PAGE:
You can’t give an employee vague feedback and expect their performance to change in the future. Instead of saying, “Good work today,” try saying, “Good job calming down that frustrated customer, and thanks for solving his problem.” By being specific, you’re encouraging the kind of behavior you’d like to see more often. After you provide feedback, your employees should know exactly what’s expected of them. Don’t create more questions without providing answers.

6. Focus on the Action

Focus on your employee’s actions, not their motivations. If you ask someone why they did something, it’s human nature to get defensive. Avoid that by asking what happened, how it happened, and how you can better help them in the future. Keep it strictly professional, and avoid calling out an employee’s personality traits.

7. Have a Two-Way Conversation

Don’t dominate the conversation, because that will sound like a lecture, and no one wants to feel like they’re a child being reprimanded. Allow your employee to contribute, ask them questions, and listen to what they tell you. You may be able to learn something about how they handled a situation that will help you guide future employees. Show that you respect them and care about what they have to say.

8. Be Supportive and End Positively

Deliver a feedback sandwich by starting off the conversation with a compliment about the employee’s work, bringing up the constructive criticism, and then ending with another compliment. Remember that very few people like to receive criticism, so the feedback sandwich model will help soften the blow. Be supportive and remain positive throughout your talk. If applicable, provide resources, training, or ideas to help them solve an issue. You know more about the company than they do; give them some help to get back on track.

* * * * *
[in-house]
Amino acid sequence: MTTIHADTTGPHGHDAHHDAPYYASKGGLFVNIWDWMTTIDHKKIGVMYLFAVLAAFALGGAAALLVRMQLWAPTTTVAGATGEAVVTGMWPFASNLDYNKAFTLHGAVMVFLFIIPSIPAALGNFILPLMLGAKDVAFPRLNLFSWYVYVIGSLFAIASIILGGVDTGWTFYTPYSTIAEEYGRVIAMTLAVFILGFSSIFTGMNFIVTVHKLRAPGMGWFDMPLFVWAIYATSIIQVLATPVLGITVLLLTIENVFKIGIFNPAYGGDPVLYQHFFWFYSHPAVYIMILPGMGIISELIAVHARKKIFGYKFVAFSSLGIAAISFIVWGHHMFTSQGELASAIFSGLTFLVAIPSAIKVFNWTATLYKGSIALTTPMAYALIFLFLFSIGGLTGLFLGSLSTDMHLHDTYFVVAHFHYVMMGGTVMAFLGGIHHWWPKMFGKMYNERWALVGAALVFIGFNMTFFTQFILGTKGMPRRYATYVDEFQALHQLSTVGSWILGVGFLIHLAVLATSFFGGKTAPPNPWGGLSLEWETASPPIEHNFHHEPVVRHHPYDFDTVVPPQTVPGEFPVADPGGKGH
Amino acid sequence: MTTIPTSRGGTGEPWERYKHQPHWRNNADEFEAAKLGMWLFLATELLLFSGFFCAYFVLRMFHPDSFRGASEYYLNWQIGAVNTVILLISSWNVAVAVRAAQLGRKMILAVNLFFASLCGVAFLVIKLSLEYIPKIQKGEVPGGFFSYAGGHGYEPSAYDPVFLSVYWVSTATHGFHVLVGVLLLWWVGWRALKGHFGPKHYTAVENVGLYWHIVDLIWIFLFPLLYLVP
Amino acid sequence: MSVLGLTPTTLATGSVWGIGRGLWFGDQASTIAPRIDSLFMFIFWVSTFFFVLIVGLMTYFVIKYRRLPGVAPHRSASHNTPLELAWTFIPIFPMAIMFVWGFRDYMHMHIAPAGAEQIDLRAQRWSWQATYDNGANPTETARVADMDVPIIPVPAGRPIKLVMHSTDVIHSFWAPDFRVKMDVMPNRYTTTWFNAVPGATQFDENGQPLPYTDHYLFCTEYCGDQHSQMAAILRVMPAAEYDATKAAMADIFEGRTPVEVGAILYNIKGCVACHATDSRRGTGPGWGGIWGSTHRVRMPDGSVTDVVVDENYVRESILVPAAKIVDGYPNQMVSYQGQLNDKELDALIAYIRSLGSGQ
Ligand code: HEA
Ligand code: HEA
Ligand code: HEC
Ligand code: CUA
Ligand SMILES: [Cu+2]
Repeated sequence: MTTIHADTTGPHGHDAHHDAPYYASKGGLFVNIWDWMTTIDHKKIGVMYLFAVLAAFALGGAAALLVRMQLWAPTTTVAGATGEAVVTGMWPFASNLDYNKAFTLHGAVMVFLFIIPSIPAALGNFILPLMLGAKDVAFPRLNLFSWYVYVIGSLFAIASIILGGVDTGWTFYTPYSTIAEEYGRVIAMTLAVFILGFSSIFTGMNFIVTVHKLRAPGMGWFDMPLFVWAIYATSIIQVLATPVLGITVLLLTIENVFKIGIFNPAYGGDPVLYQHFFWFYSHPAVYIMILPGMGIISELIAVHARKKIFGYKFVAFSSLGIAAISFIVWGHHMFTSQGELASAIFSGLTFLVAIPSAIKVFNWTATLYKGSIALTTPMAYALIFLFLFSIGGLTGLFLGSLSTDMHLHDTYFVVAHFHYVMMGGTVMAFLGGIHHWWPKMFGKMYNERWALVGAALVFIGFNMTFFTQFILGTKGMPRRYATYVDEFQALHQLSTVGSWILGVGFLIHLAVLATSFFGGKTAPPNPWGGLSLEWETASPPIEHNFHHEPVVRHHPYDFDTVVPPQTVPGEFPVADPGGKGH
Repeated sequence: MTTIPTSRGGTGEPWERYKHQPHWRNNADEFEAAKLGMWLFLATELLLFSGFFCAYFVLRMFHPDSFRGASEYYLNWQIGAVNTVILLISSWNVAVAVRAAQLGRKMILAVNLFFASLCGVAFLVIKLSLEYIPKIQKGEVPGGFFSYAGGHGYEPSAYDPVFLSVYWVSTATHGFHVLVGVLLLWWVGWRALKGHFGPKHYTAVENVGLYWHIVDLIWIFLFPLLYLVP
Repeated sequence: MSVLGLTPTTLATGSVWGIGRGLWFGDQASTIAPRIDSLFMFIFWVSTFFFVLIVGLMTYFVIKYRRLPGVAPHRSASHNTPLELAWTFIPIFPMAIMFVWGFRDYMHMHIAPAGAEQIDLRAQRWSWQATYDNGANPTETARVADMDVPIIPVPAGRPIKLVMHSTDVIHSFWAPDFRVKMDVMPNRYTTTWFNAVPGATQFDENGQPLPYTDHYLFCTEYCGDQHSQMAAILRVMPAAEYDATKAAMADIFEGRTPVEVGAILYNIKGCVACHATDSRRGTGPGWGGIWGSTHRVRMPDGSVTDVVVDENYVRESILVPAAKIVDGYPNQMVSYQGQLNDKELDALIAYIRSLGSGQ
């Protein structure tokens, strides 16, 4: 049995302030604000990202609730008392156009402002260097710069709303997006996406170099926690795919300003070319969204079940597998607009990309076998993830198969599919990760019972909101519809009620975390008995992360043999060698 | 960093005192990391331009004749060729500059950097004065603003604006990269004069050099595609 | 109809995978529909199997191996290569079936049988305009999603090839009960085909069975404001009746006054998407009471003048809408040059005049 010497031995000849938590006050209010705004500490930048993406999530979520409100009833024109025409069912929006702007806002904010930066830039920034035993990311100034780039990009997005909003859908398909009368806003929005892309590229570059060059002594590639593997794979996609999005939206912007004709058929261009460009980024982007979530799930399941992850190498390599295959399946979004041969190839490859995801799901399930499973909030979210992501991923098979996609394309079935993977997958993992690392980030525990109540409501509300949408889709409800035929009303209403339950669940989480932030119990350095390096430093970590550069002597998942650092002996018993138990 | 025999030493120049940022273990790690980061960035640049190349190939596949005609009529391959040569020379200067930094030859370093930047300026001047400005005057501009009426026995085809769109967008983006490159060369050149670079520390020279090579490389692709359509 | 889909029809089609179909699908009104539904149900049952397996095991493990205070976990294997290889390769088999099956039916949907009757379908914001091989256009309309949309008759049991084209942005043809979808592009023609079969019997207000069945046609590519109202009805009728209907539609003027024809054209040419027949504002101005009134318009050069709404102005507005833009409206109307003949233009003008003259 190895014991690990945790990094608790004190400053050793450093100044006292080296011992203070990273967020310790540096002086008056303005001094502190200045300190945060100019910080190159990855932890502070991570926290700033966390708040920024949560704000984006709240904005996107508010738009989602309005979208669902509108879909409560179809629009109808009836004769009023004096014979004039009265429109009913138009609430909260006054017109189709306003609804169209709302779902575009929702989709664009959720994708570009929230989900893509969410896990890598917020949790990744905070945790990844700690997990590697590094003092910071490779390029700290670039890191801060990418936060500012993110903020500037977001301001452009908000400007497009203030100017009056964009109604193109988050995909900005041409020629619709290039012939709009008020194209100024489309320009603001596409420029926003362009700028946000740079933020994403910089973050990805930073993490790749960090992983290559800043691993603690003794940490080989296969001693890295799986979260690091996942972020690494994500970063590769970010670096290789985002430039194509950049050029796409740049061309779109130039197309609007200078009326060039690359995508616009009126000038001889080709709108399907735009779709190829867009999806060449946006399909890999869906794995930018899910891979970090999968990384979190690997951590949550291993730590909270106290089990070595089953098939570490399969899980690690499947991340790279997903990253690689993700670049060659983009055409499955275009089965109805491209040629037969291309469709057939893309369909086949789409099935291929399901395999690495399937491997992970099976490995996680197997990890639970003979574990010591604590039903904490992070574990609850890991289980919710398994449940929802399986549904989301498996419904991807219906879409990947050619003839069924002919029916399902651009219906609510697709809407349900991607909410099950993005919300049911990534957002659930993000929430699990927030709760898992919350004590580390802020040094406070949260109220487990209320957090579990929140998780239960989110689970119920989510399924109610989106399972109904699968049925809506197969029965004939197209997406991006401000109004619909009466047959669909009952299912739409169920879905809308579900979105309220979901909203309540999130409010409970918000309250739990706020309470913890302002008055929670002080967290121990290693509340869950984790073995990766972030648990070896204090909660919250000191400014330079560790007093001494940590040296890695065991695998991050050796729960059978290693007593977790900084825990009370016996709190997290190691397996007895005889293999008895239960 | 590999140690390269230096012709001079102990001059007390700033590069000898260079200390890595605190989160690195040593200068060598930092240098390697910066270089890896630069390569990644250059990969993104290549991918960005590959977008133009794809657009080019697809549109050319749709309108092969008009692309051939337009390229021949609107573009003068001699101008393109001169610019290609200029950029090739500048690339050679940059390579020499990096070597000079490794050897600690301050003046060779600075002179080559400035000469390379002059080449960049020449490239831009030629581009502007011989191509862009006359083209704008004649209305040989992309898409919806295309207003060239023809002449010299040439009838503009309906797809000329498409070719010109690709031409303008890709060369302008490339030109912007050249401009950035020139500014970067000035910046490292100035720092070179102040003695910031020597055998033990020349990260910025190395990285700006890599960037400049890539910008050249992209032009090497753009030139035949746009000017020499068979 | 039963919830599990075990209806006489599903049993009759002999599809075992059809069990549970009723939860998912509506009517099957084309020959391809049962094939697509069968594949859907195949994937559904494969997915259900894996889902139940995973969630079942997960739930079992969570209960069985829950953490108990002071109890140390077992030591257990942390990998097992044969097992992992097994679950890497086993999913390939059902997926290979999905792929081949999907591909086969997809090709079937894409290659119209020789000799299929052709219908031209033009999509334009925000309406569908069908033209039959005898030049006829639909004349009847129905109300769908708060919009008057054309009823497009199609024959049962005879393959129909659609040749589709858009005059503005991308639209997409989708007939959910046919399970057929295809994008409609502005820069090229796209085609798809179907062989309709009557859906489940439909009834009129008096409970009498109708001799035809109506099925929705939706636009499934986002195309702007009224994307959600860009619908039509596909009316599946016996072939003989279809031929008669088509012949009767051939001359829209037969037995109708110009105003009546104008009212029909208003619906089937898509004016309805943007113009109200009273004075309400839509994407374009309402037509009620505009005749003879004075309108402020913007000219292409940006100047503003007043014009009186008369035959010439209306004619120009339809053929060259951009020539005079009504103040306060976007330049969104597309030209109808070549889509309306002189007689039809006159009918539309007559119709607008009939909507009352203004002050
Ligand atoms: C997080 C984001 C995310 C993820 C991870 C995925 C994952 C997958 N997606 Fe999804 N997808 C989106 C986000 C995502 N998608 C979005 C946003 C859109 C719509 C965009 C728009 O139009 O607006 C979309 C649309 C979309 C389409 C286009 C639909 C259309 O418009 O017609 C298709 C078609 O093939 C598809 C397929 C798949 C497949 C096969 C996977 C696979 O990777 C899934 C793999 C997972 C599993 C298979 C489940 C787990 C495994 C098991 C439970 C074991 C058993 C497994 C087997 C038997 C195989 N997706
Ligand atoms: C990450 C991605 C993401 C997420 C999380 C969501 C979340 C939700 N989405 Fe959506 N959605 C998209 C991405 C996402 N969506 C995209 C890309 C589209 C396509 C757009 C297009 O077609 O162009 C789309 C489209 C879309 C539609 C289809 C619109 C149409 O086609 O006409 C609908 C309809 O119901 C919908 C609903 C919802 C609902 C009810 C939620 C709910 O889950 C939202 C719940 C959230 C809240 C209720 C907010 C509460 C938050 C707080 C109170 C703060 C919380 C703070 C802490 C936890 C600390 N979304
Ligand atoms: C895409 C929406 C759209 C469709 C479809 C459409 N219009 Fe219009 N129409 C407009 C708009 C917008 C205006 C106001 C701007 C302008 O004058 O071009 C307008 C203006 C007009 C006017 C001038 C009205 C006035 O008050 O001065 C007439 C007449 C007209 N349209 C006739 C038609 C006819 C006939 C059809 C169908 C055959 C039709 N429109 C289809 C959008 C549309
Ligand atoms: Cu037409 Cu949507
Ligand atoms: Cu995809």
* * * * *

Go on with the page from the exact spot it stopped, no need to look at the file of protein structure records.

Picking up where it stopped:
9. Follow Up Later

Let them know that they can come to you with any questions if they’re confused about what you said. Check back in with your employee after some time has passed to see if your feedback worked. If it didn’t, you have another opportunity to correct the problem. If it did, you now know what will work in the future if another employee has the same issue. If your feedback was criticism about how they handled something, pay attention to when your employee does it correctly, and praise them for it.

10. Give Feedback Frequently

You’ll have a productive and more confident workforce when you’re able to communicate openly with them, so make sure you’re not only talking to your employees when they’ve done something wrong. That will just make them dread whenever you walk over. Be intentional about giving them positive feedback, and do it frequently. If you find yourself traveling often between locations, use an online app like Crew to stay connected while you’re away from the team. Messages in the Crew App get sent directly to employees’ smartphones, so team communication has never been easier.

Don’t stress out when you need to offer feedback to an employee. If done correctly, it’s one of the best ways for a company to build trust and produce a reliable workforce. By following these steps, you’ll be able to communicate clearly and stop most small issues before they become full-blown problems.